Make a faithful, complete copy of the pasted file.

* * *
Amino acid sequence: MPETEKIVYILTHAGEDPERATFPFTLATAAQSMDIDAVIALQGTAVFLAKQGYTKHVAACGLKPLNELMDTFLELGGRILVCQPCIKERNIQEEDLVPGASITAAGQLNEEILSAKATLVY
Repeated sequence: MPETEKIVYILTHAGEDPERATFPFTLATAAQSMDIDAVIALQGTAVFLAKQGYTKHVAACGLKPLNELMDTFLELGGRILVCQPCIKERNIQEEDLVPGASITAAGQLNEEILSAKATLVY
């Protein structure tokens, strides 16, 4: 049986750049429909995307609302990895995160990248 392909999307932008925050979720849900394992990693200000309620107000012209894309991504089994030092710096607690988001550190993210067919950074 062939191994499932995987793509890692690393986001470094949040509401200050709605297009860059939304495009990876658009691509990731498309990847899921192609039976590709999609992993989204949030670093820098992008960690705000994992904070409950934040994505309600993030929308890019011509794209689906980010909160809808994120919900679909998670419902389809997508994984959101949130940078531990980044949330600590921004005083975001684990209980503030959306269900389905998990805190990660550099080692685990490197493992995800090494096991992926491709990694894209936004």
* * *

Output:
Amino acid sequence: MPETEKIVYILTHAGEDPERATFPFTLATAAQSMDIDAVIALQGTAVFLAKQGYTKHVAACGLKPLNELMDTFLELGGRILVCQPCIKERNIQEEDLVPGASITAAGQLNEEILSAKATLVY
Repeated sequence: MPETEKIVYILTHAGEDPERATFPFTLATAAQSMDIDAVIALQGTAVFLAKQGYTKHVAACGLKPLNELMDTFLELGGRILVCQPCIKERNIQEEDLVPGASITAAGQLNEEILSAKATLVY
């Protein structure tokens, strides 16, 4: 049986750049429909995307609302990895995160990248 392909999307932008925050979720849900394992990693200000309620107000012209894309991504089994030092710096607690988001550190993210067919950074 062939191994499932995987793509890692690393986001470094949040509401200050709605297009860059939304495009990876658009691509990731498309990847899921192609039976590709999609992993989204949030670093820098992008960690705000994992904070409950934040994505309600993030929308890019011509794209689906980010909160809808994120919900679909998670419902389809997508994984959101949130940078531990980044949330600590921004005083975001684990209980503030959306269900389905998990805190990660550099080692685990490197493992995800090494096991992926491709990694894209936004």